The Problem:
I bought the new car radio/stereo unit, installed it, but there is a problem it wont stay on when i turn of my car. And it also loses preferences (volume, radio stations, etc)

Info about the connection from the car:

  • Yellow wire - it is labeled "Battery" (on the car side), voltage is 12 when car is on, 0 when car is off. On the adapter that came with the unit, yellow wire comes with a 'thing' on it, like a bulb with the wire in the middle, don't know what it does. In the unit instructions/manual it says this wire is "Memory", whatever that means (probably always-on wire)
  • Red wire - it is labeled "ACC" on (on the car side), voltage is always 12 volts, whether car is on or off.

My Solution
So first i tried to reverse the wires, red goes to yellow place and yellow to red, didn't work, no difference at all, unit only works when car is on.

Now what i did is connect both (red and yellow) wires on the adapter to the red wire that comes out of the car, this effectively makes both yellow and red wire connected to the unit always at 12 volts. That seemed like it fixed the problem

So my question is, is this a good solution, or did a do something stupid and tomorrow when i go to my car i will find it not starting because my battery is dead?
(didn't really leave it like that, i disconnected the unit, just in case :D)

  • ACC means Accessories. Are you sure the voltage is 12 V with the car off and key out of ignition?
    – Zaid
    Commented Nov 1, 2017 at 16:58
  • Yes when key is in off position its 12 v, didn't try when key is removed.
    – pedja
    Commented Nov 1, 2017 at 17:01
  • Thats weird, why would the accessory wire be red, red should be ignition, yellow should be constant power. This car is so weird
    – pedja
    Commented Nov 1, 2017 at 17:04
  • As long as it's in the Off position I don't think you'd see a difference with the key in or out of ignition. Which car is this by the way?
    – Zaid
    Commented Nov 1, 2017 at 17:04
  • Its old Fiat Bravo 1999
    – pedja
    Commented Nov 1, 2017 at 17:05

3 Answers 3


Something is fishy here. It sounds like:

  • Yellow wire labeled "battery" should have constant 12 volts, whether the car is on or off. The "bulb with a wire in the middle" is probably a fuse. (Any direct connection to the battery will normally be fused). "Memory", as you correctly guess, provides a constant power to the stereo head that retains presets etc. If you get 0v when the car is off, this is probably incorrectly hooked up to the ACC (Accessory power) instead of constant 12v.

  • Red Wire labeled "ACC" should only have power when ignition is turned to ACC or car is running. If it always has 12v, then again something is not hooked up right.

Why did it not work when you switched the wires? I can't say exactly, but to directly answer the question: yes it's entirely possible for you to leave your radio on and drain the battery. However, if you really want to be able to listen to it with the car off then you would have to do something like what you have done, and splice the always on 12v to both connections on the stereo.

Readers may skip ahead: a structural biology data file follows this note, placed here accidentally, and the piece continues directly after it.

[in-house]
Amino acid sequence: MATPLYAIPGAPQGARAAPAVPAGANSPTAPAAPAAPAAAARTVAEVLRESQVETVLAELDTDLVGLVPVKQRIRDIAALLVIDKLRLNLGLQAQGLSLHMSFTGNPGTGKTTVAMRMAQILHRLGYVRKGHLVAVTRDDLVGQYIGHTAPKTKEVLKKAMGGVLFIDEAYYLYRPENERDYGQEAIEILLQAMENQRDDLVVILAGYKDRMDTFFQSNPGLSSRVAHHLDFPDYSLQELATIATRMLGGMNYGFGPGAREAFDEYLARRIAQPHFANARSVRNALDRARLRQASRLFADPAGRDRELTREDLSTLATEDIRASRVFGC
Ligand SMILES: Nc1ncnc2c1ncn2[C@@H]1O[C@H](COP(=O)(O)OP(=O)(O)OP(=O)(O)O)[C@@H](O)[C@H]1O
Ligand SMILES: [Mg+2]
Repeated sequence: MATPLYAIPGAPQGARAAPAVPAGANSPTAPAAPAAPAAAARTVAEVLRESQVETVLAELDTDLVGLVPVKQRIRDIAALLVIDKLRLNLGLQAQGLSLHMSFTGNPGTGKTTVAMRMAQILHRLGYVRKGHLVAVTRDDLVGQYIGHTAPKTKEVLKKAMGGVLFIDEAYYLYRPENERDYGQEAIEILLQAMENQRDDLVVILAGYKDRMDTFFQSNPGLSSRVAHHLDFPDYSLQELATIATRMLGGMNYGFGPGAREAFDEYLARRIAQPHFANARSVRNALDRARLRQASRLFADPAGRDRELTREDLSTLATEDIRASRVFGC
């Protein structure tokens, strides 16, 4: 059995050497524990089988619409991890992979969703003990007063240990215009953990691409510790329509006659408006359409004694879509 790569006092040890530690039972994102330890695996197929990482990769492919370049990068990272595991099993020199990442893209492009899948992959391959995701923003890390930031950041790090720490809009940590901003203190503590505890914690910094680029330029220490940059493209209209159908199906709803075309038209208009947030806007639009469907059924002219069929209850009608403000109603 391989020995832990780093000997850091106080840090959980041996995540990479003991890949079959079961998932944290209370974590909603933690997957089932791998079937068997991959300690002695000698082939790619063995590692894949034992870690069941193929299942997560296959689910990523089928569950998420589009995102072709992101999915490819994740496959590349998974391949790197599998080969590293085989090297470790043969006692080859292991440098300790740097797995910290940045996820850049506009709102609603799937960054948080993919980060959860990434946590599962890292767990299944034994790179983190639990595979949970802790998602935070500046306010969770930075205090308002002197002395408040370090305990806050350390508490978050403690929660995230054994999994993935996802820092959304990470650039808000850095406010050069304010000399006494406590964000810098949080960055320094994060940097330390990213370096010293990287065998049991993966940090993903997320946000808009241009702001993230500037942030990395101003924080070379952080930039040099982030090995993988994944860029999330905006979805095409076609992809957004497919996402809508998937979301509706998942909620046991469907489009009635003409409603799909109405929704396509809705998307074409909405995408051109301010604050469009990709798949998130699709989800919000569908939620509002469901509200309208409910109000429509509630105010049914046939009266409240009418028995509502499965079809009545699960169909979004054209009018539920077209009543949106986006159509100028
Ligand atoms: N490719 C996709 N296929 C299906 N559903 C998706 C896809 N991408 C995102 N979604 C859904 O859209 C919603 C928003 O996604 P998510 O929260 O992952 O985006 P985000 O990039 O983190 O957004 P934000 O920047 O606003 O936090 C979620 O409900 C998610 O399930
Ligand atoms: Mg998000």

The only thing I might change is to make sure that always on connection has a fuse. If the line is not fused already, or there is no fuse in the panel I would suggest getting a cheap inline fuse-holder to splice into the wire. Always fuse hot connections as close as possible to the battery or other DC source.

Also if you are splicing hot connections together be aware you may be pulling more amps than was originally intended for the wire. This is exactly why you should have a fuse, otherwise the wire may heat up and melt the insulation, causing a short and/or fire.


Of the cars that I have personally worked on, none of them had a memory circuit that I would feel comfortable running my head unit off of; they're usually fused at 5 amps (sometimes 7.5 amps), where a head unit is usually 10 amps or more. If the manufacturer designed the circuit to handle 5 amps, you risk blowing fuses and burning wires by overloading it.

As for draining the battery, it's entirely possible, but that depends on the head unit, and how much power it draws when turned off.

If you absolutely must set yours up this way (I would not), running a wire from the battery to the head unit with a separate fuse inline is a safe bet. Your factory wiring was not designed to do what you suggest.


Quite straight forward. in the stereo world the conventions are as follows: Yellow wire is permanent 12V Red is Acc (ignition switched 12V) Black is ground.

Car manufacturers quite often reverse permanent and Acc locations on ISO power plug. They also use them for different functions on later vehicles, so you may find Acc wire is replaced by CAN network connection. Earth wire is always in some position.

For your 1999 Fiat Bravo, it is probably too old to have stereo CAN bus connections ( a lot of Fiats do) You will find bullet connectors in the Yellow and Red wires - undo and swop Red to Yellow and then Yellow to Red.

As for the stereo not staying on when engine is off: This may be how Fiat intended. Check the Acc with multimeter to determine when 12v Acc is present. If not ignition switched with "hold" until key removed you will needcto locate a better switched 12v from fuse box.

You must log in to answer this question.

Not the answer you're looking for? Browse other questions tagged .